Before I had my daughter, I was the greatest mum. I had so many ideas about how I’d raise her; it was going to be perfect. I spent my pregnancy planning it all; what I would do and of course, what I wouldn’t. Feeding to sleep was on the second list. Fortunately, I’m not alone when it comes to bending to reality. I asked a few other first-time mums what they’d thought they would or wouldn’t do and how that has changed. The list was endless and ranged from bribery to sucking snot straight from baby’s nose. Here are some of the big hitters:

‘I’ll always put my baby down awake and I definitely won’t bed share.’

Sleep! What a loaded topic. Put new mums in a room together and we can riff about sleep, or lack thereof, for hours. Many of us had no idea that getting a baby to sleep would be so difficult. We envisioned putting the little ones into their cots and leaving them to self-settle easily while we went off to enjoy our evenings. “Well,” one mum confided, “I spent six months rocking to sleep.”
In fact, almost all the mums I spoke to had compromised their intended strategy in some way. I, for one, have tried everything I can think of from co-sleeping to changing bedtime and more.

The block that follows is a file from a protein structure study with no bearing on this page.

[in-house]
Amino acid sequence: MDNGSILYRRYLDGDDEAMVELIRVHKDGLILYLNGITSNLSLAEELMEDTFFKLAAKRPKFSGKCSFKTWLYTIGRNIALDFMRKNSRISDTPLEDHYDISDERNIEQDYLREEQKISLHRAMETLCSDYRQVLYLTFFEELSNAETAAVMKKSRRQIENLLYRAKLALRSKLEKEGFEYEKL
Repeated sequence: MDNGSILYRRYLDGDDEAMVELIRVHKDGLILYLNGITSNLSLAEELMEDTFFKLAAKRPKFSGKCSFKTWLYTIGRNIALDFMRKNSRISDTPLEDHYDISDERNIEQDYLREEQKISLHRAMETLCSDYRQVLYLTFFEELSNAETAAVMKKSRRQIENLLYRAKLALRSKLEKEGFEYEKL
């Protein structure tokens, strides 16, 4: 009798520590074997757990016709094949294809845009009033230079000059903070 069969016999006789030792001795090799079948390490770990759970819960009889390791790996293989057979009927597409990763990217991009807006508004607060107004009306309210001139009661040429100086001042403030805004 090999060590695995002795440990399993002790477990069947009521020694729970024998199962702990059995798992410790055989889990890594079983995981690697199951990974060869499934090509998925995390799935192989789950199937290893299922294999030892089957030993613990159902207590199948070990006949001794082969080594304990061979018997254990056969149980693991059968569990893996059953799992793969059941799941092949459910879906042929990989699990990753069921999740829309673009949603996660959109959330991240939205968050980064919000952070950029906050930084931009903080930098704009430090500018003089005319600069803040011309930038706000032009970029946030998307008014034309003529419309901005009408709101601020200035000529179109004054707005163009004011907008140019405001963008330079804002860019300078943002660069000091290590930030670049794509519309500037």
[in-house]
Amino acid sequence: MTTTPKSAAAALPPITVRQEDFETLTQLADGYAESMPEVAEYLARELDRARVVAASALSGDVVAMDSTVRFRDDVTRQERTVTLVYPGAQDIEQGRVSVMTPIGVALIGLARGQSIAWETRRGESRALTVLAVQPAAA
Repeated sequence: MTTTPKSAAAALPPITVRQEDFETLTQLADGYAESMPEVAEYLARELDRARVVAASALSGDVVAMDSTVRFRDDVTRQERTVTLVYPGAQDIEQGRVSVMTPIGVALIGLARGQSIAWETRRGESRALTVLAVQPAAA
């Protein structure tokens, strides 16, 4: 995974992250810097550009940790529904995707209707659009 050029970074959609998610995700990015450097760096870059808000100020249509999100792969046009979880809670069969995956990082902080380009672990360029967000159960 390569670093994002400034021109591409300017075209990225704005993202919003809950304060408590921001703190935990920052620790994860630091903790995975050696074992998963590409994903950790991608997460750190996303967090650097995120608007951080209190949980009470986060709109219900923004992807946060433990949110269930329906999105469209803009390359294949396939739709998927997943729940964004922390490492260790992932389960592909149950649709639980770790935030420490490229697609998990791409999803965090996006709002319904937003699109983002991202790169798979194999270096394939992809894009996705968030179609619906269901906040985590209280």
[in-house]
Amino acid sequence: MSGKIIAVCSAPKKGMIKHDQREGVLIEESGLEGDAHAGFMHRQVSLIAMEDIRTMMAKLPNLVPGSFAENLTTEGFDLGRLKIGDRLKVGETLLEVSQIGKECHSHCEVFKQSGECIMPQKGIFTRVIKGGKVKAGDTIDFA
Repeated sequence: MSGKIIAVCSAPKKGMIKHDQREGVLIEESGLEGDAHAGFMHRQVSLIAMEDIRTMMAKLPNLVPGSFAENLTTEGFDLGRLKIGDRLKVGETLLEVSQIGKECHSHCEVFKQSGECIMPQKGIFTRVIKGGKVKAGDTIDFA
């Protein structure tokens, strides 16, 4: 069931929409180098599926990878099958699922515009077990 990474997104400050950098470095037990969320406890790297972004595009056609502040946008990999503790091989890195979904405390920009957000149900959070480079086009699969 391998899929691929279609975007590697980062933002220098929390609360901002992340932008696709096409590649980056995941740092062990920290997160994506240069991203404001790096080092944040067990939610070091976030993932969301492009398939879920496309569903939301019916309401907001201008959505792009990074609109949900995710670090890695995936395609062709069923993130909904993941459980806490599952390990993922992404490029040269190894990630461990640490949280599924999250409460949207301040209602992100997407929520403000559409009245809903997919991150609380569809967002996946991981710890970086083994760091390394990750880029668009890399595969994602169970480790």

‘I’ll never use a dummy.’

I’m a failed dummy user. Like a lot of mums, I had negative feelings towards them. I was concerned in a vague, uneducated way about speech development issues and did not like the idea of silencing my baby for my own convenience. My stance changed one night when baby had been suckling on me for hours and I felt like my nipples were about to fall off. I begged her to take a dummy that night, and the night after and the one after that, but she was having none of it.
Other mums have been more successful: “I vowed only to give it for naps and hideous nine hour car journeys and so far it’s worked a treat,” says one.

‘I’ll only give my baby homemade food.’